Astrium Picked To Build DirecTV 15 Telecom Satellite

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PARIS — Astrium Satellites of Europe, in a rare contract win in North America, will build the large DirecTV 15 television broadcasting satellite for DirecTV Group under a contract announced Nov. 4 by both companies.

DirecTV said Nov. 3 that it is accelerating the launch of its DirecTV 14 and the just-ordered DirecTV 15 spacecraft to protect against the possible in-orbit failure of DirecTV 10, whose primary propulsion system failed this summer.

DirecTV 10 is now using its backup propulsion system and is operating normally, DirecTV Chief Financial Officer Patrick T. Doyle said in a conference call with investors. DirecTV 14, under construction by Space Systems/Loral of Palo Alto, Calif., is scheduled for launch in early 2014. DirecTV 15 is scheduled for launch in late 2014, DirecTV said.

DirecTV 15, which will be Astrium’s first satellite for the largest U.S. satellite television broadcaster, will use Astrium’s Eurostar 3000 platform and will carry 30 high-power transponders in Ku-band, 24 transponders in Ka-band and 18 transponders in the so-called reverse band using spectrum at 17 and 24 gigahertz.

The reverse band has long been used for satellite uplink signals. In response to requests from industry, the U.S. Federal Communications Commission (FCC) and international regulators have freed this spectrum for downlink services as well, a decision that could free up additional spectrum for satellite operators.

DirecTV 15 is expected to weigh 6,300 kilograms at launch and will deliver 16 kilowatts of power to its payload at the end of its 15-year service life.

Europe’s two principal commercial satellite manufacturers, Astrium Satellites and Thales Alenia Space, have been successful on the worldwide market but have struggled to establish a foothold in North America, in part because of the high value of the euro against the U.S. dollar.

Philip Goswitz, DirecTV senior vice president for space and communications, said his company is “pleased to begin a new relationship with Astrium … which has a solid reputation for technical excellence and high reliability.”

DirecTV 10’s propulsion issue is not the first glitch aboard the satellite since its July 2007 launch. DirecTV said it suffered an on-board failure of a portion of its payload that made it unable to provide the expected capacity to certain markets.

DirecTV 10 is a Boeing 702 model satellite designed to operate for 15 years in orbit. In a Nov. 3 filing with the U.S. Securities and Exchange Commission (SEC), DirecTV said if the satellite’s propulsion system fails altogether, it would be obliged to record an impairment charge for the satellite’s book value, which as of Sept. 30 was $274 million.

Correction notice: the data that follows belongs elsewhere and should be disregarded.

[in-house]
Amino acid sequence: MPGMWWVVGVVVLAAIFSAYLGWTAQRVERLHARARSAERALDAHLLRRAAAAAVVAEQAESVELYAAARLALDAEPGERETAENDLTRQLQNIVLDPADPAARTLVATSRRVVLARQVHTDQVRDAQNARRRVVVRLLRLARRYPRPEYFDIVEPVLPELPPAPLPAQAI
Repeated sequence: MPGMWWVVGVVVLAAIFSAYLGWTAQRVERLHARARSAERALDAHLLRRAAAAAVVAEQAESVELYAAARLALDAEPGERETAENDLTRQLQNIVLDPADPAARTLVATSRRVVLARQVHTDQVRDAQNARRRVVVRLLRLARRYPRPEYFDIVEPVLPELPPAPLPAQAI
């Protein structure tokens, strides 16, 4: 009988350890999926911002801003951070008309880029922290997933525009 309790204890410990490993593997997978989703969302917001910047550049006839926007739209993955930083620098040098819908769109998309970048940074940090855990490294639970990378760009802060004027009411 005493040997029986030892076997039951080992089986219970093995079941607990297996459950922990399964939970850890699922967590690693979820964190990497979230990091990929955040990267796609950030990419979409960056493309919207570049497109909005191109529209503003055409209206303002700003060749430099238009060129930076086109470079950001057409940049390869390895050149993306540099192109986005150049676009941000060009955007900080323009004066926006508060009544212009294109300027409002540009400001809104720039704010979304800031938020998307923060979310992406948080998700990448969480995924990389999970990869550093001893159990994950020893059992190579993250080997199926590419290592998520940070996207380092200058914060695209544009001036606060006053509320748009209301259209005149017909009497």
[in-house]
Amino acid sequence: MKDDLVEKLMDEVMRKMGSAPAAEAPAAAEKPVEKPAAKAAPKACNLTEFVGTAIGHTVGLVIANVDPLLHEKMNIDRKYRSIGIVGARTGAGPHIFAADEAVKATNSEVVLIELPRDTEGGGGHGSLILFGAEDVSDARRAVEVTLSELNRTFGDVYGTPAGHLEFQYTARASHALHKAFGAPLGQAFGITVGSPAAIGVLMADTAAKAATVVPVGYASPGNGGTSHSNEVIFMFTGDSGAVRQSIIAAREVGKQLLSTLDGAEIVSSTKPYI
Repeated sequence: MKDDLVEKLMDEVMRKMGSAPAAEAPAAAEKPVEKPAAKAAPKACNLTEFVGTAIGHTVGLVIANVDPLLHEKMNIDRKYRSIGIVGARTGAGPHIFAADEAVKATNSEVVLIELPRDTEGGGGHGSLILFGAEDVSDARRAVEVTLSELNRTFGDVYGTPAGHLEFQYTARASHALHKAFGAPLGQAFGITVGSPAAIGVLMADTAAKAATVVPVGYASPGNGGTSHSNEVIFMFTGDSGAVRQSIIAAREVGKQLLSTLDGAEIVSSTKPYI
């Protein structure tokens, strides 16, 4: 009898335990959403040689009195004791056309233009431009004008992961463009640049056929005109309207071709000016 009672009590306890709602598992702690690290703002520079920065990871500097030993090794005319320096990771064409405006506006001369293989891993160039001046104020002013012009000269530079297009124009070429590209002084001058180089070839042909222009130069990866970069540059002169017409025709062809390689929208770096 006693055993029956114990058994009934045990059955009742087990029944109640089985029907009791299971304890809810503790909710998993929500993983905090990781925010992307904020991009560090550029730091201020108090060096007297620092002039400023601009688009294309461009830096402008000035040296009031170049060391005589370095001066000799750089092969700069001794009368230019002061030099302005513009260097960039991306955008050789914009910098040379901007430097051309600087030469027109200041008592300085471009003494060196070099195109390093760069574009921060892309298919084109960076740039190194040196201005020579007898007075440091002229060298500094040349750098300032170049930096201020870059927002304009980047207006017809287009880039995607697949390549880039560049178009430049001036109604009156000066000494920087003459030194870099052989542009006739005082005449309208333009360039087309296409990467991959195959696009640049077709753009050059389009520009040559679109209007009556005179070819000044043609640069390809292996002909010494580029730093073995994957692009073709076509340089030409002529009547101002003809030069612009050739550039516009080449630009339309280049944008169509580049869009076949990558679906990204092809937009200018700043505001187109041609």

DirecTV has the equivalent of four satellites under construction that will cost a total of $1.729 billion including launch and insurance, plus $74 million paid already in 2011, the company said in its SEC filing. Future payments will total $83 million in 2011, $343 million in 2012, $334 million in 2013, $145 million in 2014, $116 million in 2015 and $708 million in subsequent years.

While the DirecTV 14 and DirecTV 15 contracts were structured as conventional procurements, DirecTV’s two other satellites, called ISDLA-1 and ISDLA-2, are being purchased from Space Systems/Loral by satellite fleet operator Intelsat of Luxembourg and Washington. Intelsat is leasing two satellites’ Ku-band capacity — a total of 144 transponders — to DirecTV for the satellites’ 15-year service lives, while retaining 10 C-band transponders on each for its own use.

Both satellites being leased from Intelsat will serve DirecTV Latin America, whose growth and profitability have outpaced the company’s previous estimates.

DirecTV Latin America Chief Executive Bruce Churchill said during the Nov. 3 conference call that the company had made about $75 million in prepayments for these two satellites as of Sept. 30. Under the lease arrangement, he said, DirecTV would be making annual payments of about $100 million through 2014, followed by lower monthly fees to be paid for the satellites’ remaining service lives.

El Segundo, Calif.-based DirecTV on Nov. 3 reported that its U.S. and Latin American operations added a combined 1.14 million net subscribers in the three months ending Sept. 30. The Latin American division accounted for more than 800,000 of these new subscribers when Sky Mexico, in which DirecTV has a 41 ownership stake, is included.

Average monthly revenue per subscriber for DirecTV Latin America increased 11.8 percent, to $63.58, for the nine months ending Sept. 30. The division’s operating profit margin rose to 18.7 percent of revenue compared with 17.1 percent a year earlier.

The monthly subscriber revenue also increased for the U.S. business, rising to $90.48 per month on average for the nine months ending Sept. 30. The operating profit margin of DirecTV U.S. was 17.3 percent of revenue for the nine-month period, compared with 16.5 percent a year ago.

DirecTV Chief Executive Michael D. White said during the call that the company is open to partnering with anyone — including rival Dish Network and its EchoStar hardware supplier — to provide a wireless broadband service in the United States. But he said the wireless broadband market situation remains difficult to read.

“It is clear to me there is a whole lot of confusion going on in the world about spectrum,” White said. “Is T-Mobile going to go through? What is going to happen to Clearwire? Is the LightSquared spectrum going to work?”